- Dating back to last week, one of the stories outside of the playoffs that continues to build steam is that the Toronto Raptors are becoming relentless in their pursuit of Phil Jackson. ESPN’s Marc Stein has the scoop: “Sources told ESPN.com that the Raptors — now being run by former Los Angeles-based sports mogul Tim Leiweke — regarded the Seattle group that was trying to buy the Kings as the biggest threat to preventing Jackson from seriously considering their pitch. But now that the Kings appear poised to stay in Sacramento instead of being sold to the consortium led by Jackson fan Chris Hansen, sources say that the Raptors will be pursuing Jackson aggressively this week, believing that they rank as Jackson’s most attractive current option for a new career in management now that he can reunite with Leiweke.”
- More from Stein: “One source close to the situation told ESPN.com that Hansen and Jackson have “hit it off,” sparking league-wide speculation that Jackson would be offered the chance to run the new Sonics in Seattle in the Pat Riley-style role he craves. But with a 12-owner committee recommending Monday that the Kings’ move to Seattle be blocked, Toronto’s seemingly long-shot odds of winning the Jackson sweepstakes would figure to have received a boost. That’s largely because of Jackson’s longstanding friendship with Leiweke, who was introduced Friday as the new CEO of Maple Leaf Sports and Entertainment, which oversees the NBA’s Raptors, NHL’s Maple Leafs and Toronto FC of Major League Soccer.”
- While some believe the Lakers were put out of their misery after being swept in four games by the San Antonio Spurs, SheridanHoops’ Mark Heisler believes livin’ in the summertime will be anything but easy: “How would you like to be Mike D’Antoni, taking over at 5-6, with his point guard out until Dec. 22 … only to learn upon his return that Dwight Howard couldn’t run a pick-and-roll with Nash, whose deft passing and deadeye shooting make him one of the all-time greats at it?”
- More from Heisler: “Howard hasn’t given as much as a hint about staying, from his introductory press conference to Tuesday’s final session with the press. If Dwight seemed to include himself in the Lakers’ future after Sunday’s game (“We’ll get an opportunity to get some rest… think about what we can all do to better ourselves”), he made sure he immediately quashed that hope.”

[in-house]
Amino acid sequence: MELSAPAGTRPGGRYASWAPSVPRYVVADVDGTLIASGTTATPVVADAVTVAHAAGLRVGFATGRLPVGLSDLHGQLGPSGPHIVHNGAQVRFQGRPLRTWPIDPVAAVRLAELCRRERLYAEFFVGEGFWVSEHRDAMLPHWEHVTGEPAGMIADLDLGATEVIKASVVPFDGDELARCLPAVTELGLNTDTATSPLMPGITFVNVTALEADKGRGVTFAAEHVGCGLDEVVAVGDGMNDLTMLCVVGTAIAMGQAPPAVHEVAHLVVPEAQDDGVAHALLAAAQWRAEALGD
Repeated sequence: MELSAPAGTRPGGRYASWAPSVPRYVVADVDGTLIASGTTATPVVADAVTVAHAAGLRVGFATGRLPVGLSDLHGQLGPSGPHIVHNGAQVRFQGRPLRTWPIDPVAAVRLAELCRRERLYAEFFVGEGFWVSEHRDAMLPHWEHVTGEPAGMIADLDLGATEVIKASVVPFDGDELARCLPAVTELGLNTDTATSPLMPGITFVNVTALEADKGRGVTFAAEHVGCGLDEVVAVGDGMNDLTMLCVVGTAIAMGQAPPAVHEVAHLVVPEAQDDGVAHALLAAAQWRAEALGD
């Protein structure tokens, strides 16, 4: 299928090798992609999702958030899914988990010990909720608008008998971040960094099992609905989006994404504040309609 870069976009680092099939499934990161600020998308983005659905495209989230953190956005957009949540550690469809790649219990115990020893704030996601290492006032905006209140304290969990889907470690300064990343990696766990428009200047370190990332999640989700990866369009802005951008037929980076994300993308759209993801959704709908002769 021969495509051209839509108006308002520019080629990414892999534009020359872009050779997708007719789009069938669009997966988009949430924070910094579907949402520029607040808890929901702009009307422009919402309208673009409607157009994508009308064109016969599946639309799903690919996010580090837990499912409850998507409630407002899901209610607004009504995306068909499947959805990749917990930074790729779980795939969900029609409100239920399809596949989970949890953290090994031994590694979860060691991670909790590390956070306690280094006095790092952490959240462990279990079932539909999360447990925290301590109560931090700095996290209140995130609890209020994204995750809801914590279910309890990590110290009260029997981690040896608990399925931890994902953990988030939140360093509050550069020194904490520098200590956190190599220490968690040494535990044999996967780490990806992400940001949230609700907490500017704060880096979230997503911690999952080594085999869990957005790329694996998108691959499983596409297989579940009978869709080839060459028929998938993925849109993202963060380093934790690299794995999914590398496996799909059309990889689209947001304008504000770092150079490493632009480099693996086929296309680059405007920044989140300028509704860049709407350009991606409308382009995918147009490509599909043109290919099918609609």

- While he may not be the most reputable source, J.R. Smith believes if he played in Game 4, the series would be over: “The NBA suspended Smith for Game 4 after the star guard threw an elbow at Jason Terry’s chin late in Game 3. Smith watched on television Sunday as the Celtics defeated the Knicks 97-90 in overtime to avoid elimination and extend the series. Smith also watched Terry score nine points in overtime.”
“Oh yeah, it would’ve been over,” Smith said after Tuesday’s practice. “I’d have been playing golf today.”
“It was very tough to watch,” Smith said. “Especially that first half. I mean, from the turnovers to missing shots. … It wasn’t the easiest thing ever.
“I wasn’t pleased with it. My teammates wasn’t either. I’ll get the chance to make up for it tomorrow.”
- One player who did play in Game 4 for the Knicks was Jason Kidd, who also received the leagues Sportsmanship Award for the second consecutive year on Tuesday. More from NBA.com: “Jason Kidd of the New York Knicks is the recipient of the Joe Dumars Trophy presented to the 2012-13 NBA Sportsmanship Award winner, the NBA announced today. Kidd becomes the first back-to-back winner, having won the award last season as a member of the Dallas Mavericks. Additionally, Kidd is only the second player to win multiple NBA Sportsmanship awards, joining Grant Hill, who has been honored three times.”
- After Jason Collins became the first active player in the NBA to publicly announce he was gay, he has received a tremendous amount of well deserved support. Some of the support is coming from Miami’s Shane Battier and many of his Miami Heat teammates, more from Chris Tomasson of Fox Sports: ““It’s tough,’’ Andersen said of being viewed as different. “But having tough shoulders and a tough mind to carry that load takes a very, very special person. Being in my situation, I just overpowered all the thoughts and all the criticisms that I got from fans and non-fans. So he’s probably going to go through a lot of criticism, but he’s getting a lot of praise as well. And he’s definitely got my backing. I’ve been criticized and burned, so to be back in the limelight of things it was tough to first get my foot in the door and get in front of the cameras (after signing with the Heat in January). But for him to come out and say this is how he feels and this is who he is, I commend him on that …. I got my supporters just like he has his supporters. So I know he’s going to have a tough road. But I think he’s on the right part of state of mind that he’s going to be in, and he’s going to be a tough leader.’’”
“I think it’s very noble on his part,’’ James said. “I think it’s a strong thing to do. And as NBA players, we’re all one family and we support him.
“None of us should go around wondering what other people think we should be as human beings …. And I got the utmost respect for Jason and for whatever he wants to do …. Our sport is if you can play the game, that’s all that matters at the end of the day.’’